The Ace of Clubs

Congressional Set for Transition to an Open Layout

Tiger Woods hosts a PGA Tour event in the D.C. area once again as some of the best golfers in the world converge at Congressional Country Club's Blue Course.
Washington Post Staff Writer
Thursday, July 2, 2009

When the first ball flies through the Bethesda air at 7:10 this morning, officially opening the AT&T National and the latest iteration of professional golf in Washington, a transition begins. The conclusion of play Sunday at Congressional Country Club, closing Tiger Woods's tournament, will mark the interruption of a three-decade run for the PGA Tour in the nation's capital. Thus, almost immediately, begins the preamble to what could be the area's most visible golf event ever, the 2011 U.S. Open.

So look around now, this week, at Congressional's beautifully manicured, 7,255-yard layout, because when the top level of professional golf returns here, the course will be different, the field will be different, the flavor will be different.

"I've always preferred playing harder golf courses," Woods said this week, and that's good, because Congressional can get harder still. Woods will take his tournament to Aronimink Golf Club outside Philadelphia for the next two years, a layout he called "one of the toughest golf courses there is." That will be, though, merely a PGA Tour event, exactly what Congressional will host this week. And a PGA Tour event -- even on a grand old golf course -- is not a U.S. Open.

"Think of it this way," said John Lyberger, Congressional's director of golf. "The PGA Tour is all about the entertainment value. They want the winning score somewhere around double digits [under par]. The USGA [which stages the Open] wants the winning score somewhere around level par. So if you surmise from there, the course will probably play about 10 shots harder in 2011 than it will this week."

The lack of an Open set-up -- with thicker rough and speedier greens -- and the position directly between two major championships means the lack of an Open-type field at the AT&T National as well. Woods is, by any measure, golf's most significant draw, and his presence on tour has long divided tournaments into two categories -- those that Tiger plays, and those that he doesn't.

But as much as the players who are here this week gush about the course and the event -- "It's a place that I would always put on my schedule because I think the world of the golf course," said 2003 Open champ Jim Furyk -- the field is not as star-studded as it might be.

Woods is here, playing after being forced to skip his own tournament a year ago following surgery on his left knee and leg. But he is the only participant in the top six on the PGA Tour's money list, and he and England's Paul Casey are the only members of the AT&T field from the top eight in the world rankings. The list of significant players who are here (Vijay Singh, defending champ Anthony Kim, Furyk, current Open champ Lucas Glover) might be outweighed by the list of players who aren't (world No. 2 Phil Mickelson, tour money leader Kenny Perry, Masters champ Angel Cabrera, and 2007 Masters champ Zach Johnson, who has won twice on tour this year).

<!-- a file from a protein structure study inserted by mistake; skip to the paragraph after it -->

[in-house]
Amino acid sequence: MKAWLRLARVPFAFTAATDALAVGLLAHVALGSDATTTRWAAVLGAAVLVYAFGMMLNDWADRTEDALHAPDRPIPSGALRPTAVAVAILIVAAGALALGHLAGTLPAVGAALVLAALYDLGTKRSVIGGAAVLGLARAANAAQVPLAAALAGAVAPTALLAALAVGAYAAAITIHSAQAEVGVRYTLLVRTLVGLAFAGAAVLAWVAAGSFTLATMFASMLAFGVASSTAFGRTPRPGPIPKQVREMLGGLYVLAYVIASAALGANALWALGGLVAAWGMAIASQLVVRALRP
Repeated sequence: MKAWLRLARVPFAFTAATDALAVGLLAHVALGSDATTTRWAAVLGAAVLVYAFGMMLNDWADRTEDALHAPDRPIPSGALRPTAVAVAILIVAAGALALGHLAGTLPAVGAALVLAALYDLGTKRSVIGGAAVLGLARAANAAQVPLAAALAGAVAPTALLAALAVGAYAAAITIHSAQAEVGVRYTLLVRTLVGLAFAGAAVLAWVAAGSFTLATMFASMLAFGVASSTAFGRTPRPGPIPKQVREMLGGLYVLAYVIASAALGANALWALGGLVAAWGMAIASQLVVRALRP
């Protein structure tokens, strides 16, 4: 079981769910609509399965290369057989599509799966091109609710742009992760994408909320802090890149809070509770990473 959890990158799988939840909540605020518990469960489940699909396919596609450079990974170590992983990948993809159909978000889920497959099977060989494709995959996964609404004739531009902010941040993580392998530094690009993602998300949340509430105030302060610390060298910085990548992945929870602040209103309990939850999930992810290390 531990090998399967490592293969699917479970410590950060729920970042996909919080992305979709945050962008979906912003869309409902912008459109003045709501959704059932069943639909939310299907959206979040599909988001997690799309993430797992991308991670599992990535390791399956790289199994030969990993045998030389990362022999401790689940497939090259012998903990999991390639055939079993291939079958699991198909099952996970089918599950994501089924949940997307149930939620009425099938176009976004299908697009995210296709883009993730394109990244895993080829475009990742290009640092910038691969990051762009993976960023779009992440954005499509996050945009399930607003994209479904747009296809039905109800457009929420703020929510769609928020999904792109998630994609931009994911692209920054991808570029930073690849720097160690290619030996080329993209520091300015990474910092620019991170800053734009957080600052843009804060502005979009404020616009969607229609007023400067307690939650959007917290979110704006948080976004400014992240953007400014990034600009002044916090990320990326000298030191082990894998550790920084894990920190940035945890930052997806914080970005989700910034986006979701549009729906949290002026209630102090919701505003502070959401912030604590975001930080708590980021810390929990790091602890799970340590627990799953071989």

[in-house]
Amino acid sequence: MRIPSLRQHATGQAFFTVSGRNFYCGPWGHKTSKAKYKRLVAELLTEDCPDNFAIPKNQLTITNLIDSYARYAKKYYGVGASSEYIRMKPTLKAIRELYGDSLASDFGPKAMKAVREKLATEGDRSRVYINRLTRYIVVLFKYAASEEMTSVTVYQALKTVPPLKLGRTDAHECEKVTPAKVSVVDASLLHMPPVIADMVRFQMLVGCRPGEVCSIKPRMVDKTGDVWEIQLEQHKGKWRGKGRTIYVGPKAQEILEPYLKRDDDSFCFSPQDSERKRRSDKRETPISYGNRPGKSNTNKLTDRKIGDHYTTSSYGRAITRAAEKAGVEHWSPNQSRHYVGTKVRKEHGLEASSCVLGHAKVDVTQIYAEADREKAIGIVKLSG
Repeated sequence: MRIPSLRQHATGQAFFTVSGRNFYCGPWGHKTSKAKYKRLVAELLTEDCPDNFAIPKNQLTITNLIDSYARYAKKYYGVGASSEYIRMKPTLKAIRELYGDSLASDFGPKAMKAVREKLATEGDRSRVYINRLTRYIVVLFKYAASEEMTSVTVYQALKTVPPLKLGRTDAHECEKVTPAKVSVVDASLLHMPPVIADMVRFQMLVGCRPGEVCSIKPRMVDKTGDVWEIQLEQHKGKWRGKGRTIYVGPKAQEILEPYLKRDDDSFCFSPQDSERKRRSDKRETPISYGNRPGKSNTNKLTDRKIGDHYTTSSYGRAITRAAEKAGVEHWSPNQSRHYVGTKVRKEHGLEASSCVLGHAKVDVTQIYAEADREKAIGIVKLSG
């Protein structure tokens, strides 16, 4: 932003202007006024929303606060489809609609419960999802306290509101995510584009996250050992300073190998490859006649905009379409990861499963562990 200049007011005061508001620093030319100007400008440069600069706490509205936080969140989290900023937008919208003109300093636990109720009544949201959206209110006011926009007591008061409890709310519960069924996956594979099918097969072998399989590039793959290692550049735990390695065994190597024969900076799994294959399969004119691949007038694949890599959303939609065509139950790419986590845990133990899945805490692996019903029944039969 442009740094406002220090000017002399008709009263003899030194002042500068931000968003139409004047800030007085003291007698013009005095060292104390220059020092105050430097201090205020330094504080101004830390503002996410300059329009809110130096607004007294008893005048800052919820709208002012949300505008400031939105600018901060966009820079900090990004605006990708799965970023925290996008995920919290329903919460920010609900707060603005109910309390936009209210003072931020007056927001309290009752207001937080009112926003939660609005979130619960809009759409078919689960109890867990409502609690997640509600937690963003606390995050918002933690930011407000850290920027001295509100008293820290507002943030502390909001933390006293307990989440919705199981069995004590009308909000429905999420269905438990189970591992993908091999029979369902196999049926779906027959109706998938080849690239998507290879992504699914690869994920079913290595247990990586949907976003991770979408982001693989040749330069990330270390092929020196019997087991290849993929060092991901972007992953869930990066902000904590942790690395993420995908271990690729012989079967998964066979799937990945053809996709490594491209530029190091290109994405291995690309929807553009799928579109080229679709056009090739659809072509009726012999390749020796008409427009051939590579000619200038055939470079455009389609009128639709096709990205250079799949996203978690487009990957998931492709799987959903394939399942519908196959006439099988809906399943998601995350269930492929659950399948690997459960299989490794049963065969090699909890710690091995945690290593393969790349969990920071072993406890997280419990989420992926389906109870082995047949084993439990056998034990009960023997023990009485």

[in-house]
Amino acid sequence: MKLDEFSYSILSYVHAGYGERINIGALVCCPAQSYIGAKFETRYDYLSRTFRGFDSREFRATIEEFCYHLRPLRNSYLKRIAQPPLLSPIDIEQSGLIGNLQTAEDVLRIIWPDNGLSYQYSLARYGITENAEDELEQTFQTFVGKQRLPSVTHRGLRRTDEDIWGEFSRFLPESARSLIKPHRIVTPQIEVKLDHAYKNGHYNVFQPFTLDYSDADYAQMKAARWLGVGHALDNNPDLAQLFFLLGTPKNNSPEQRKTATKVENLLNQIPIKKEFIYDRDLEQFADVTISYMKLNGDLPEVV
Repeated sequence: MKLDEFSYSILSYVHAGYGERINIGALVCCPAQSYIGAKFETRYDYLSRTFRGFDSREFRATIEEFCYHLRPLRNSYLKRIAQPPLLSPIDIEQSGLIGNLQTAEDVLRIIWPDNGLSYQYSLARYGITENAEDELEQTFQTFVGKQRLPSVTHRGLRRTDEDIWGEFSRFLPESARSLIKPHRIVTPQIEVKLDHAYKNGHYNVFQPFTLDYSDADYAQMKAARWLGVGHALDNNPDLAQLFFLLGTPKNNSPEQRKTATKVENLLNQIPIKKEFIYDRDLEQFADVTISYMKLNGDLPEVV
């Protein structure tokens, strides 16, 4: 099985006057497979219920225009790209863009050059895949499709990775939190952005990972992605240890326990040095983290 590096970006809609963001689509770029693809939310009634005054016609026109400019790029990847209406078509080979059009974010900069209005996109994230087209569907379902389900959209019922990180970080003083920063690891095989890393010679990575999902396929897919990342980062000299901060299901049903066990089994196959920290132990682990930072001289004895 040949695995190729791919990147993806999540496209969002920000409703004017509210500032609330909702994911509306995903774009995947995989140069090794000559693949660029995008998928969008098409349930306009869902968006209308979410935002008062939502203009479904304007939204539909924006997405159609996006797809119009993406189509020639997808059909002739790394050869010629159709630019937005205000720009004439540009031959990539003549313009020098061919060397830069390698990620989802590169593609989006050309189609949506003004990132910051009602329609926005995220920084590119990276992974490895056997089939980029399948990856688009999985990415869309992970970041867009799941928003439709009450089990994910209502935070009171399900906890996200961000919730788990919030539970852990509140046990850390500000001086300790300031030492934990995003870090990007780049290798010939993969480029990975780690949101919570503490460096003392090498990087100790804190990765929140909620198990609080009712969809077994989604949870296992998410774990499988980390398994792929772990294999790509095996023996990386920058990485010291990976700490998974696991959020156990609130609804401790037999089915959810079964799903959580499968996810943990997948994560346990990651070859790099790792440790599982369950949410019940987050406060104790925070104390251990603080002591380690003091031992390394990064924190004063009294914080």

That, though, does not take away from the vibe the players say they feel here, since Woods basically saved PGA Tour golf in Washington by providing a title sponsor -- not to mention his name and presence -- to the event in 2007. Furyk said the AT&T National "definitely has that feel of an elite-level tour event." Indeed, only two other courses that host annual events on the regular tour -- Torrey Pines, outside San Diego, and Pebble Beach in northern California -- have also hosted U.S. Opens in the last half-century. Congressional hosted the Open in 1964 and 1997 before earning the right to host in two years, and the AT&T National will return from at least 2012 to '14.

"Just the look of it, the tradition of it, the history of it, it feels like an Open course," said Sean O'Hair, a 26-year-old three-time winner on tour who could be a contender in majors to come. "I just enjoy this. I would actually be completely fine if we had 20 of these events a year, and that was it. Events of this stature, on a course like this, it makes it worthwhile. Certain courses, you enjoy the tournament, but the course isn't quite this good and this enjoyable."

It might be enjoyable this week. In winning a year ago, Kim was able to post four rounds in the 60s. That will be all but impossible in two years. Not only will the USGA impose its normal, tortuous tactics on Congressional's Blue Course, it is in the process of adding as many as seven new tee boxes -- some of them way back. When Glover won the Open at Bethpage Black two weeks ago, the listed yardage was an Open-record 7,426. Bethpage also boasted three par-4s of 500 yards or longer, another Open record. When the field returns to Congressional, there could be a new yardage record for an Open built on the back of five 500-yard par-4s.

"This course, I think it's already tough enough," O'Hair said. "But you can see them adding some length."

That new length is, indeed, visible in some spots, even though it's not in play this week. There are four new tee boxes already built on the front nine, tees that won't be used until the Open. "You know they're there," Glover said, a bit ominously. But it is not yet a time to take mental images of the holes, then file them away to be pulled out in 2011.

"It's too early," Furyk said.

What is left, then, is this current tournament on this current course. Whatever happens this week, when the final putt rolls in on Sunday, there will be no top-level professional golf in Washington for a couple of years. Thus, for now, as Woods said, "We're looking forward to this week." Beyond that lurks a different field for a different tournament, still two years off.

© 2009 The Washington Post Company